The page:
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Elon Musk reflects on being Time ‘Person of the Year’ as his fortunes tumble

 (AFP via Getty Images)
(AFP via Getty Images)

Elon Musk has reflected on being Time’s ‘Person of the Year’ – and his vastly different fortunes, 12 months on.

When Mr Musk was given the honour, at the end of 2021, the magazine noted his rising wealth, the excitement about him among the public, and the impact he has had on technology and space.

“12 months ago, I was Person of the Year,” Mr Musk wrote on Twitter on Tuesday evening. He did not give any indication of why he noted the anniversary, or how he felt about the time that has since passed.

But a year on from his recognition, Mr Musk’s fortunes are wildly different. His net worth has fallen faster and further than anyone in modern history, and investors at his other companies are concerned about the future of both his existing firms and his new company, Twitter.

That has led to a drastic fall in the share price of Tesla, for instance, in which much of Mr Musk’s personal weath is still invested. Over the year since Mr Musk was recognised by Time, the value of his electric car company has dropped by almost 72 per cent.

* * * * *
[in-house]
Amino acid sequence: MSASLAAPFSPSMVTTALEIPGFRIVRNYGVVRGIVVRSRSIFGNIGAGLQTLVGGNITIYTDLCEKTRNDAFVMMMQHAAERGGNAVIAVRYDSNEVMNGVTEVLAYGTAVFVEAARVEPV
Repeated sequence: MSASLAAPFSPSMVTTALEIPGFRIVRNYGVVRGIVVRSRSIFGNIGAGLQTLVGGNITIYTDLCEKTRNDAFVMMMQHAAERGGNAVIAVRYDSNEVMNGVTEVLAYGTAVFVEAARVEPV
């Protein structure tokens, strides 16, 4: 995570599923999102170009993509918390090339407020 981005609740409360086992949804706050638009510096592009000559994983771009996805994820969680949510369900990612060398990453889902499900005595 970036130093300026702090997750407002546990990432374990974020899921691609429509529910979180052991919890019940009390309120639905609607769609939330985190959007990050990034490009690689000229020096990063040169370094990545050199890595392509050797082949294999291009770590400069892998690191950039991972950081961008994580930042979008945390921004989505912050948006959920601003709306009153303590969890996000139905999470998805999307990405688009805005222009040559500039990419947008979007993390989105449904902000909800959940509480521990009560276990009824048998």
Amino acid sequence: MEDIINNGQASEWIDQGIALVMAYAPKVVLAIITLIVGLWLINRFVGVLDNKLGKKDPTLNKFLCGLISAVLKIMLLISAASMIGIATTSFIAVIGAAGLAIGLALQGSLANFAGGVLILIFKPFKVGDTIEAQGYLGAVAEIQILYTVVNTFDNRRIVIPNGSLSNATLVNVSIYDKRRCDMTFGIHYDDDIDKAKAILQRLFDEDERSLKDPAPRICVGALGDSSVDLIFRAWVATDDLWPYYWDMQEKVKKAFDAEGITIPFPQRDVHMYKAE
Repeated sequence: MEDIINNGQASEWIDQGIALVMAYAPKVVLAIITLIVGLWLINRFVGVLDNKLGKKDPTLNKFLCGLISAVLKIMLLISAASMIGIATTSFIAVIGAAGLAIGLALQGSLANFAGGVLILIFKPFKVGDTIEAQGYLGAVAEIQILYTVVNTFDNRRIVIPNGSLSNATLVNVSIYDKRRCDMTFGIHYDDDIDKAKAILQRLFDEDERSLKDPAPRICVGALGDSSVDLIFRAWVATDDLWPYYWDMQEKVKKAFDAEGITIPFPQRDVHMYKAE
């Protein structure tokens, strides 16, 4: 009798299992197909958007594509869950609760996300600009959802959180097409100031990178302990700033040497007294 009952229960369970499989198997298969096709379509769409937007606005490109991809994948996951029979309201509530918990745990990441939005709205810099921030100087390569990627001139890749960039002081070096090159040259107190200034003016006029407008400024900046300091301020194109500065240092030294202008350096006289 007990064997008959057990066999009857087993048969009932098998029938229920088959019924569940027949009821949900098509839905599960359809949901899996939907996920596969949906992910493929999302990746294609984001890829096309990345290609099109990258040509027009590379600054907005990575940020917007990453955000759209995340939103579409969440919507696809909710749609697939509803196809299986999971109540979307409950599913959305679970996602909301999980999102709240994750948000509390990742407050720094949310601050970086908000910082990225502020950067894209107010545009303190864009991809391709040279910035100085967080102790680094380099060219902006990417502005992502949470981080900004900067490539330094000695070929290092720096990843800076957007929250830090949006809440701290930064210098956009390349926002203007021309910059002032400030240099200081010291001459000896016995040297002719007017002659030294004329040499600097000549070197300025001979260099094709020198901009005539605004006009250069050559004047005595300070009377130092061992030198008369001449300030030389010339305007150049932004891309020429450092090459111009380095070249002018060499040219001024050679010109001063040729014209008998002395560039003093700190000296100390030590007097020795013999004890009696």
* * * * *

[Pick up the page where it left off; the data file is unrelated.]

Public mood also appears to be changing towards Mr Musk. In late December, he surveyed Twitter’s users about whether he should stay on as chief executive of the site – and the result showed that most wanted him to quit, with more than 57 per cent of the more than 17 million respondents calling for him to leave.

He has since said that he will leave the company as soon as he finds someone “foolish” enough to replace him.

When Mr Musk was announced as Time’s Person of the Year for 2021, it said that he was given the award for “creating solutions to an existential crisis, for embodying the possibilities and the perils of the age of tech titans, for driving society’s most daring and disruptive transformations”.

It noted that the full scale of Mr Musk’s ambition and effect on the world had not yet come to fruition – and that it was still unclear what exactly he was going to do.

“We don’t yet know how fully Tesla, SpaceX and the ventures Musk has yet to think up will change our lives,” it wrote. “At 50, he has plenty of time to write the future, his own and ours. Like it or not, we are now in Musk’s world.”

It also said that 2021 had been a year that “brought home the extent to which, at a time of rising protest over ever deepening inequality, our lives and many of the basic structures around them are now shaped by the pursuits, products and priorities of the world’s wealthiest people”.